There’s NO ad’s on Netflix Site that I’m aware of, and there’s no commercial’s in any of their content. I’m looking now to make sure.

Yep, Main login Page, the only thing Ghostery is showing is (Signal) which is a beacons/tag manager. I’m blocking that. After signing in, It’s still only that 1 item!!! It’s about the cleanest site I’ve been to.

I’m not sure what is going on. Let alone if Netflix in Australia is really any different. There would be no need to have any 3rd party ad’s on their site. They make their money from the Subscription fee you pay every month.

That leave me to believe you’re trying to use a VPN and that’s failing.

Anonymous Coward says:


“it’s up to the publishers themselves to create better business models. “

They try, with subscriptions. But I’m not sure if they have a future if they stick to the current prices.

The “Süddeutsche Zeitung” wants €32 per month, the “Frankfurter Allgemeine Zeitung”(FAZ, big newspaper) €40, to have a Swiss example the “Neue Züricher Zeitung”(NZZ, popular one) charges €60 per month. That is for the online versions only.

If I want to read different views on a topic I’d end up paying €100 or more. In an economy/country in which 40-50% earn less than €2200 per month I doubt many can afford that much.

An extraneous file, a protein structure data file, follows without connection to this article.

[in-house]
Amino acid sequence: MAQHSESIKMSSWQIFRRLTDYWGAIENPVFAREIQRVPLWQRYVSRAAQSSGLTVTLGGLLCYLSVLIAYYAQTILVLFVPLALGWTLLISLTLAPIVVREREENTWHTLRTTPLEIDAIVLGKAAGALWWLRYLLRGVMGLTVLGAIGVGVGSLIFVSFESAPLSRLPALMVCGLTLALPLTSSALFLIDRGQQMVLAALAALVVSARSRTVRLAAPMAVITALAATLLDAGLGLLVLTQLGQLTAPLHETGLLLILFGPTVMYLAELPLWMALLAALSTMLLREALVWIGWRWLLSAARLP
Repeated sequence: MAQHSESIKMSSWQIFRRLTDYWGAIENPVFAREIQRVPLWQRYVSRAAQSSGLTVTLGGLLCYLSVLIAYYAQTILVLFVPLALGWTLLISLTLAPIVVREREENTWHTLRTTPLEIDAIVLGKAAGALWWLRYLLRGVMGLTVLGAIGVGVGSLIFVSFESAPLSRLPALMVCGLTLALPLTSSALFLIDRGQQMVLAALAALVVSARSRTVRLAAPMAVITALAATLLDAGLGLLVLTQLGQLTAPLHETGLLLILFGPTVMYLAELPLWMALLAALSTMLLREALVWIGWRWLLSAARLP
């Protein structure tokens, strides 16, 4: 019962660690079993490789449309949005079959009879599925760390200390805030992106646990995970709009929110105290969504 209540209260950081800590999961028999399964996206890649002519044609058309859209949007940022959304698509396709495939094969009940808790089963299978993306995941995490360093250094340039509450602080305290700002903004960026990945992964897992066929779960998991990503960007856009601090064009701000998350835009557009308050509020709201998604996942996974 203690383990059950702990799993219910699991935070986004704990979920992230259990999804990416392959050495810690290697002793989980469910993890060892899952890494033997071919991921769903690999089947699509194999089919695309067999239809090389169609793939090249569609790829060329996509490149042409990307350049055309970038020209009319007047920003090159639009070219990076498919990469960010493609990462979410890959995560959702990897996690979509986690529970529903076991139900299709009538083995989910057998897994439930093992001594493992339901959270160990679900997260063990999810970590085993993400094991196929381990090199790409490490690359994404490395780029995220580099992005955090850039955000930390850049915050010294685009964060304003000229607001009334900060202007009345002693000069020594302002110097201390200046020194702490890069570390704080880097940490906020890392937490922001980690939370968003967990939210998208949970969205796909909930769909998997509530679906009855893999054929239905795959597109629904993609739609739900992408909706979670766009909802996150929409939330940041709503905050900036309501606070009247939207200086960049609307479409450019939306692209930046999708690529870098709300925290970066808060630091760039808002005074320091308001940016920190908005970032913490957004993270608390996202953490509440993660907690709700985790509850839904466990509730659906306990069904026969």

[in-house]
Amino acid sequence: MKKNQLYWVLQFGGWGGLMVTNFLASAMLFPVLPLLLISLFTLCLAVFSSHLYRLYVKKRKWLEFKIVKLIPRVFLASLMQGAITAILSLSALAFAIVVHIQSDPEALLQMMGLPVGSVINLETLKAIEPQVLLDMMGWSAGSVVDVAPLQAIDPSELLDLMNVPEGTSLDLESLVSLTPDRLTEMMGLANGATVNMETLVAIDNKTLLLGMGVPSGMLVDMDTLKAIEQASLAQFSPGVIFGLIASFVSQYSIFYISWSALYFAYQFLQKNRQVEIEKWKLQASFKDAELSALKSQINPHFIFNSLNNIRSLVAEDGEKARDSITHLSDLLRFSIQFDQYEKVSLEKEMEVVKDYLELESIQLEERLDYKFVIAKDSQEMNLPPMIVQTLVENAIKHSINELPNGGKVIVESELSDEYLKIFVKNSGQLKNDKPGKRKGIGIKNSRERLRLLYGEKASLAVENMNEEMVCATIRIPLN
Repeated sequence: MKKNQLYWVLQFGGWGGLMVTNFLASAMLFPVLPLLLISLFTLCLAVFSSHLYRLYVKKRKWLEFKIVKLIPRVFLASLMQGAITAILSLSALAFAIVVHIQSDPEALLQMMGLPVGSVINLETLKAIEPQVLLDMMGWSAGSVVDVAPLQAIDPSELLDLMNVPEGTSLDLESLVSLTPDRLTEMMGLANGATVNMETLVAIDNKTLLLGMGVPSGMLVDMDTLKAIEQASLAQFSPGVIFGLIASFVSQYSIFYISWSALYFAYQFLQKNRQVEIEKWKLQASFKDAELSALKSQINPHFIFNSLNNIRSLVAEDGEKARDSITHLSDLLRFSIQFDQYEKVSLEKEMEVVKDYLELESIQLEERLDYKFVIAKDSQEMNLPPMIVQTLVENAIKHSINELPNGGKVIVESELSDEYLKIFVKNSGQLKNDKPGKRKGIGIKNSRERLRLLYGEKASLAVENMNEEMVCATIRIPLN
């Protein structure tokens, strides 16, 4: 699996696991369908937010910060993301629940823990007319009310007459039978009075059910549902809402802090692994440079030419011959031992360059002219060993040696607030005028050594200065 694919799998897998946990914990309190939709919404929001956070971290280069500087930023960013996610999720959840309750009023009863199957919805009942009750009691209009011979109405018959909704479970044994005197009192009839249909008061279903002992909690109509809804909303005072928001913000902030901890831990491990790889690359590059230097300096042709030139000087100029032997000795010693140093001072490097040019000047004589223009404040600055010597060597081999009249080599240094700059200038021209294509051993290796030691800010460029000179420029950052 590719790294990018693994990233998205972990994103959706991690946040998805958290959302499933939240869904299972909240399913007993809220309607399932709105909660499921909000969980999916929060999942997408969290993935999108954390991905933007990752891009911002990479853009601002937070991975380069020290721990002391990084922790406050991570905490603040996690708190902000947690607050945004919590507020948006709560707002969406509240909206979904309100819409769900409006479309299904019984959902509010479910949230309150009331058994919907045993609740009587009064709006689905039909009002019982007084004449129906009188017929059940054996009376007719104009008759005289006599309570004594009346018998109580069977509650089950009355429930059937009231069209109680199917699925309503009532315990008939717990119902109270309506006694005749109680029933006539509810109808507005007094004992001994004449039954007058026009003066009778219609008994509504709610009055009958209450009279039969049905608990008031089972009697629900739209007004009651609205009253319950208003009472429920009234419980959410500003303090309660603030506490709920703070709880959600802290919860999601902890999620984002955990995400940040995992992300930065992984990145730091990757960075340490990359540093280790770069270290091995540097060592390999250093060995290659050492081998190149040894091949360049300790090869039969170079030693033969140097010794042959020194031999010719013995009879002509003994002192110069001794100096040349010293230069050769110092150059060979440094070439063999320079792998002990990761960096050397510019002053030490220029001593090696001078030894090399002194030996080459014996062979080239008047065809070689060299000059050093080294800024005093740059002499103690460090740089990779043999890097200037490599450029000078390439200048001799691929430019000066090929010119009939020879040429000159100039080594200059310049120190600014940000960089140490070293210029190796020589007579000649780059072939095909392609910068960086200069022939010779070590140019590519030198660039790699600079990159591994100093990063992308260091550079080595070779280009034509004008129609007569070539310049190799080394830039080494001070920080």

Anon E. Mous (profile) says:

Sorry but I am not going to cry and Tears for the online Advertising companies. A person who surfs the internet nowadays is barraged with all sorts of invasive forms of Ad’s.

The Ad companies have no one to blame but themselves, they have graduated from ads that were banners to intrusive things, like pop-under, mouse-overs, IFrames, redirects, oversize, auto play, malvertising and virus laden ads, forcing you to click or hit the esc button, forcing you to click thru and on and on and on and it is even worse if your on a tablet or mobile device.

If your on a tablet or mobile device you have all the same worries and the added bonus of watching your device bandwidth get eaten up and your device slowing down or grinding to a close halt.

The advertisers thirst for cash and subjecting surfers to the aforementioned garbage type ads is the whole reason Ad Blockers are so prevalent now and the Ad Blocking industry has been booming.

I realize sites need and want revenue from the ads, we all get that, however I will be damned if I am going to sit and be prey to the intrusive ones that turn a simple web site visit into one of those annoying moments were I can wait to get the fuck away from that site and vow never to return and go off to search for what I am looking for elsewhere on the web.